Steamboat Springs Kayedence Bruner couldn’t sleep Friday night.
The South Routt third-grader was filled with excitement and nerves. Saturday marked her first experience with the Girls on the Run 5-kilometer event.
“Oh boy,” Kayedence said after her parents Kim and David revealed her anticipation. “It was my first year. I’ve never done it. I just got really, really nervous.”
There was little reason for nerves, however. Kayedence was flanked by her sister Kourtney and about 900 other runners.
Girls on the Run is a national after-school program targeted at girls in third to eighth grades and designed to empower and teach lessons to participants. The 10-week program was capped with Saturday’s event.
And what a scene it was. Parking at the start of the race at the Steamboat Springs Middle School filled up hours in advance. Lots at the high school filled up more than an hour before the 11 a.m. start. Shuttles ran to the starting line, but a large contingent of families walked on the sun-soaked November day.
“This is the most visible way that you see it,” said Jill Henwood, the executive director of Girls on the Run in Western Colorado. “You see the girls helping each other out to finish. It’s awe inspiring.”
There were 600 girls from Eagle, Summit, Moffat, Routt and Eastern Garfield counties. Add in 150 coaches, 100 preregistered runners and day-of runners, and the total count might have crept close to 1,000 runners — all in the name of Girls on the Run, an organization that aims to build confidence through running, teamwork and positive thinking.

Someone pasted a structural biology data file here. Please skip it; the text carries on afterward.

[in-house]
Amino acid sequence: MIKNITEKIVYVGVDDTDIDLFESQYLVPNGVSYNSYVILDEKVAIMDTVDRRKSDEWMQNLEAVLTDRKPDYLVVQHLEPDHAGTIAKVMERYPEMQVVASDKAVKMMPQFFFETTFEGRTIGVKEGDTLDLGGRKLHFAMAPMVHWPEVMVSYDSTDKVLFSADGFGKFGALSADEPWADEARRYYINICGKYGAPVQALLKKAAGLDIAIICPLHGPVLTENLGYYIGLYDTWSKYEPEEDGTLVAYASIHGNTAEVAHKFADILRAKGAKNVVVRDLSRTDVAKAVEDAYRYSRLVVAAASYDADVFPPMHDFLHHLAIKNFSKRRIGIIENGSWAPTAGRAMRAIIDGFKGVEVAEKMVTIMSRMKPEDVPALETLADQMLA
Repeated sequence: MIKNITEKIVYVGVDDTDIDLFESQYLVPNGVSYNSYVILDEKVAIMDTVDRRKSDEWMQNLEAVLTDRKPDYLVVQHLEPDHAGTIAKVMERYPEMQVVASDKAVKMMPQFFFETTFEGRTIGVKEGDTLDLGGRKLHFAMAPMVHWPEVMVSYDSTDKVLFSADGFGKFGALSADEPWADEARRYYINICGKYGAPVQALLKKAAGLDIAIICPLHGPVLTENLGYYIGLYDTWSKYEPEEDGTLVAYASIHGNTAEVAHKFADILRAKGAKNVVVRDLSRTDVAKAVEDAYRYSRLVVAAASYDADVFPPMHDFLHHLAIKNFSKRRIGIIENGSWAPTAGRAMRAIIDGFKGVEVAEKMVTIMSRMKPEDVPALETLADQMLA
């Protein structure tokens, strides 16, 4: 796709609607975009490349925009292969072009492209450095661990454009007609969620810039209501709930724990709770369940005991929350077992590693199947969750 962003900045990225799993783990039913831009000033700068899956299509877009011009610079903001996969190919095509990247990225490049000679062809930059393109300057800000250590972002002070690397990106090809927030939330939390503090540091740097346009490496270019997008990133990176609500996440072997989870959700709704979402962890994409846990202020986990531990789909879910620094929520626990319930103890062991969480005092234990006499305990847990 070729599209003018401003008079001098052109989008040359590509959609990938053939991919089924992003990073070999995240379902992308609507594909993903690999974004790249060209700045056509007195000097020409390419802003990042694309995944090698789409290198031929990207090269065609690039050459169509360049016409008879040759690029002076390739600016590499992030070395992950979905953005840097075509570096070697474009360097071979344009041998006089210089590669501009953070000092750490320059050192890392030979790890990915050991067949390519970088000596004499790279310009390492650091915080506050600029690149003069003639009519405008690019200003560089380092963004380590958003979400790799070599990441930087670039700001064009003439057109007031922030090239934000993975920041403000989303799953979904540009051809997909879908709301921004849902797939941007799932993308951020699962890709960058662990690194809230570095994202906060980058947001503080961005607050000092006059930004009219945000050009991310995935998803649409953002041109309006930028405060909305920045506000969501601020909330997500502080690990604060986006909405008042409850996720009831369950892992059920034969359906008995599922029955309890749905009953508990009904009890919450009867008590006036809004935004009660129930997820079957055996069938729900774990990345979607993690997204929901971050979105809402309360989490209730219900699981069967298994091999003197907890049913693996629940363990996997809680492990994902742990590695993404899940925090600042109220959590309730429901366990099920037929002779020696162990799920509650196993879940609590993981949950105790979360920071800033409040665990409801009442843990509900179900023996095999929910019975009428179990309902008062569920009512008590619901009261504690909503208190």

“At the beginning of the season, they don’t think they can run three miles,” said Cheryl Krumrie, one of the local organizers. “At the end, they know they can.”
It was the second year the event took place in Steamboat. It seemed a natural fit with the outdoor mindset Steamboat provides. The event, which used to take place in Grand Junction, was moved to Steamboat as the program grew in surrounding counties.
It also helped that local race Director Shannon Casson expressed interest in hosting the event.
“We want to get them out of that girl box as they get into high school,” Casson said. “You see a shift in the way they carry themselves. It’s tangible.”
In Routt County, 150 girls participate in the program. It’s become so popular that the program had to turn away some participant hopefuls because it sticks to a 15:1 student-to-coach ratio.
Still, as girls poured across the finish line Saturday, there was evidence of what the program strives for: Smiles were everywhere. Medals were handed out. And all who competed finished.
Even Kayedence. Friday’s uneasiness and sleepless night melted away. In fact, she was one of the first participants to cross the finish line.
“I’ve learned to try your hardest and do your best,” she said.
Here’s hoping a good night’s sleep is on tap for Saturday.
To reach Luke Graham, call 970-871-4229 or email lgraham@SteamboatToday.com